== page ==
The main treatment for these tiny red bumps involves keeping them moist to lessen the symptoms. This typically involves using various lotions and creams until the sufferer finds something that works best for them.

According to WebMD (2016) the following simple things can help keep your skin comfortable.

• Don't scratch at the bumps or rub your skin roughly.

• Use warm water rather than hot for bathing and showering.

• Limit your time in the water.

• Try soap that has added oil or fat.

• Use thick moisturizers generously on the skin.

• Add moisture to the air in your home with a humidifier.

We are going to try some of these recommendations over the next month or two, but if my little man doesn’t see enough results, we are going to make an appointment with a dermatologist. There are stronger prescription topicals available, but we want to try over the counter remedies first.

Chances are, you or someone in your family suffers from this condition. Share your experiences with those around you and let’s all be a part of figuring out a way to rid these tiny red bumps for good!

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The back to school pictures are starting to flood in. Days are noticeably shorter. The end of summer is officially nearing. August always reminds me of a Sunday. Sunday is one of the best days of the week but there's that lingering feeling behind it that the next day is Monday and we all know what that means.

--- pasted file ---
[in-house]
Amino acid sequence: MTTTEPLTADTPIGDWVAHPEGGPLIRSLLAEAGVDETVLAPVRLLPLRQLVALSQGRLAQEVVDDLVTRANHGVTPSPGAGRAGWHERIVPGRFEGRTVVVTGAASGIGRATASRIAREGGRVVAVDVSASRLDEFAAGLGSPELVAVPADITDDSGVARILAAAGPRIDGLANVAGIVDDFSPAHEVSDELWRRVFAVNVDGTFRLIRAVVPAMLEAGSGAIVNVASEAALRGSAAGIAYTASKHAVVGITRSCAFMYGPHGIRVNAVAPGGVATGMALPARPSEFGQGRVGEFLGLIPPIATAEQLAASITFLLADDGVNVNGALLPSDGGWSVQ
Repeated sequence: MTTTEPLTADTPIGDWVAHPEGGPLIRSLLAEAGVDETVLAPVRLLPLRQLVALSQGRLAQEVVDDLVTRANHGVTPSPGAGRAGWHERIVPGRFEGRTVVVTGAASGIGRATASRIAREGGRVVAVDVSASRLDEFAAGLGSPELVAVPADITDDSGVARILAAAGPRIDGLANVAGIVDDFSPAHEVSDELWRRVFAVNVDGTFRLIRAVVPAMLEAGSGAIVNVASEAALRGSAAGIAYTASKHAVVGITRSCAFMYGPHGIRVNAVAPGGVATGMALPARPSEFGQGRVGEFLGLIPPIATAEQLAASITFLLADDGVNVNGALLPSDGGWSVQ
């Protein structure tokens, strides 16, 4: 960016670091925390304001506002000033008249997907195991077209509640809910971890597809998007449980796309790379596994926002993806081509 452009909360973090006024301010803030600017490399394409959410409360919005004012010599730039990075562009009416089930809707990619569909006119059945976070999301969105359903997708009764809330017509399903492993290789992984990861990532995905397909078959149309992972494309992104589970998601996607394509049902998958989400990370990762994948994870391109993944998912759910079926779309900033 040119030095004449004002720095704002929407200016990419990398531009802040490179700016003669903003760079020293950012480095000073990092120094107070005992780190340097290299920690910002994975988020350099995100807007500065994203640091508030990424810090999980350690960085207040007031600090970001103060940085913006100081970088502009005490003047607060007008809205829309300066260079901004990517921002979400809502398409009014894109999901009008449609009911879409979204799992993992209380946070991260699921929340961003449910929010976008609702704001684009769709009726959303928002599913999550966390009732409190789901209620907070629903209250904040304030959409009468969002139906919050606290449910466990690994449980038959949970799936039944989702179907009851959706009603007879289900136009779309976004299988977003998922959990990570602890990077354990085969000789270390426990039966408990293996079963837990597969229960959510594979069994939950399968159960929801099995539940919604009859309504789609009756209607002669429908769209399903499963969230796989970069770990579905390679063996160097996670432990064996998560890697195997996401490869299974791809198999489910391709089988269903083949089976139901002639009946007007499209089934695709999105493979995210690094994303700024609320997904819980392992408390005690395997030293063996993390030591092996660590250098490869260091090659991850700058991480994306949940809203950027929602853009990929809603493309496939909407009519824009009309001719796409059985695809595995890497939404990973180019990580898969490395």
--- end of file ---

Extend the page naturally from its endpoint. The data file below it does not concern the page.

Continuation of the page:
How do we relish in these last couple weeks without letting the end bring us down? I want to take a million pictures to hold on to these fleeting moments with my children in this place we will never be again. I want to experience it all I can. But now is not the time to race around and check everything off our bucket list. Ours certainly has some holes in it but did we have fun? Yes. Was I ever bored? Never. What more could I ask for?

We can't stop time. We'll always be traveling figuratively from point A to point B, the scenery ever changing, always surprising us. Sometimes it’s wonderful and we bask in gratitude and sometimes it disappoints us, helping us grow. Isn't that what life is all about?

Isn't that where happiness comes from? When we relax and enjoy the journey with all it’s surprises? The serendipitous encounters with friends. The unexpected moments of peace, satisfaction and comfort. The unexpected pride found in a job well done or a lesson learned.

Summer is ending but life goes on. No matter where we are in life's path these little moments are what fills it with joy. Sometimes they happen under the glowing warm sun on the beach, sometimes they happen on a rainy evening sitting by a glowing fire.

There will never come a time when I am glad to see summer end but it won't keep me from enjoying fall and the gentle contrast it brings. Thank God for the beautiful changing of leaves, pumpkins, football and another day to travel through this life with the ones I love.

Note: Kendra Lindell gave birth to twins, Karson and Lucy on October 5th, 2014 at Willamette Valley Medical Center Birthing Center. She writes about her experience on the WVMC Facebook page. STAY TUNED for more stories from Kendra. See for previous posts.
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Good morning everyone! Here is a little food for thought to jump start your productive morning! ... See MoreSee Less